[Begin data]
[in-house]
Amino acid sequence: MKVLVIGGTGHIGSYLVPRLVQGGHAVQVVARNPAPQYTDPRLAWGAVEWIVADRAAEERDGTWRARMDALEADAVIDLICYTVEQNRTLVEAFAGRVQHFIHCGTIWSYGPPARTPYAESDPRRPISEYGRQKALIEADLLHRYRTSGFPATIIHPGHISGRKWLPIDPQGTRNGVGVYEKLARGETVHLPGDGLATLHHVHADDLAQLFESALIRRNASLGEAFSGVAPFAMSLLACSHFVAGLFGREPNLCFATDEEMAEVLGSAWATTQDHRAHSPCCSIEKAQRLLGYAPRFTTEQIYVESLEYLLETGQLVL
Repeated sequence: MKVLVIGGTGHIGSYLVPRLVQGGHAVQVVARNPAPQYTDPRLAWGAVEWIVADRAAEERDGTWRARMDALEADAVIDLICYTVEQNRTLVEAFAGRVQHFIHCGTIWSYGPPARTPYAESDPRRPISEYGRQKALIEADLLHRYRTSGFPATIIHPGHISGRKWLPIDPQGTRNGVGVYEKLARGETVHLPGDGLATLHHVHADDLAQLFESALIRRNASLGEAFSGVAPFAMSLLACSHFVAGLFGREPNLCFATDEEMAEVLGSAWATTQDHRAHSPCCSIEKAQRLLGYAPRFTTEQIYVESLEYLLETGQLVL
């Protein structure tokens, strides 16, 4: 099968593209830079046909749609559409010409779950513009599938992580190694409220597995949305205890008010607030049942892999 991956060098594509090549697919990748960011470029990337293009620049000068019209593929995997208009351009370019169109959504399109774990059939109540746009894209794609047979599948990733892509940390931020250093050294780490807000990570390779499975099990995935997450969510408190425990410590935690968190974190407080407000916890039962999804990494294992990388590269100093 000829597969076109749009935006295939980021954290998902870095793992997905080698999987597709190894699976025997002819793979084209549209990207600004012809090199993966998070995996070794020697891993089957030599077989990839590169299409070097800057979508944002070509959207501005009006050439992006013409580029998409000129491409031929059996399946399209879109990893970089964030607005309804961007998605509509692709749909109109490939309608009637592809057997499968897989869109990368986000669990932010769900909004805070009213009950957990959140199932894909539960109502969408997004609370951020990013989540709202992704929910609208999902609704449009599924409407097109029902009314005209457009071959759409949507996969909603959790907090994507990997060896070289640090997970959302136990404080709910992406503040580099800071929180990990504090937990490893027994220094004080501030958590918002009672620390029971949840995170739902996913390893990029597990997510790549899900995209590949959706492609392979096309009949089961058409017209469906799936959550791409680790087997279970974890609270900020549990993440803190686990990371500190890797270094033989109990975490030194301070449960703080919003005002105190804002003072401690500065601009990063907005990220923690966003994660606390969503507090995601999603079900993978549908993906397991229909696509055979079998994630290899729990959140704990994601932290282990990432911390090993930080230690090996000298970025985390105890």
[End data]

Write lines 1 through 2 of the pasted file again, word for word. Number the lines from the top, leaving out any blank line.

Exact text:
[in-house]
Amino acid sequence: MKVLVIGGTGHIGSYLVPRLVQGGHAVQVVARNPAPQYTDPRLAWGAVEWIVADRAAEERDGTWRARMDALEADAVIDLICYTVEQNRTLVEAFAGRVQHFIHCGTIWSYGPPARTPYAESDPRRPISEYGRQKALIEADLLHRYRTSGFPATIIHPGHISGRKWLPIDPQGTRNGVGVYEKLARGETVHLPGDGLATLHHVHADDLAQLFESALIRRNASLGEAFSGVAPFAMSLLACSHFVAGLFGREPNLCFATDEEMAEVLGSAWATTQDHRAHSPCCSIEKAQRLLGYAPRFTTEQIYVESLEYLLETGQLVL